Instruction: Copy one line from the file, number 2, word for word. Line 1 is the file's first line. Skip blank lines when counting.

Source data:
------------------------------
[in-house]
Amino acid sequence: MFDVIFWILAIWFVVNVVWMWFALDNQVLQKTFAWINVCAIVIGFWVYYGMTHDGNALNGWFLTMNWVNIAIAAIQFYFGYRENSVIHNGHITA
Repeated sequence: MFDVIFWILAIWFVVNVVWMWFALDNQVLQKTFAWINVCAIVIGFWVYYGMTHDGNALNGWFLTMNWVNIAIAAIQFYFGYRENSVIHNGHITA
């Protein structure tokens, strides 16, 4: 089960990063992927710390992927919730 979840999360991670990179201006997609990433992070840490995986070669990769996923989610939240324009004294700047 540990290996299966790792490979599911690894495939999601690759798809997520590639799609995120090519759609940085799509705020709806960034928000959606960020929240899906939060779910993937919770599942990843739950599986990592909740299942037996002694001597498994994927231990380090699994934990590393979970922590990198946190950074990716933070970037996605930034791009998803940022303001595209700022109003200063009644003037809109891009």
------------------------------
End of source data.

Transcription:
Amino acid sequence: MFDVIFWILAIWFVVNVVWMWFALDNQVLQKTFAWINVCAIVIGFWVYYGMTHDGNALNGWFLTMNWVNIAIAAIQFYFGYRENSVIHNGHITA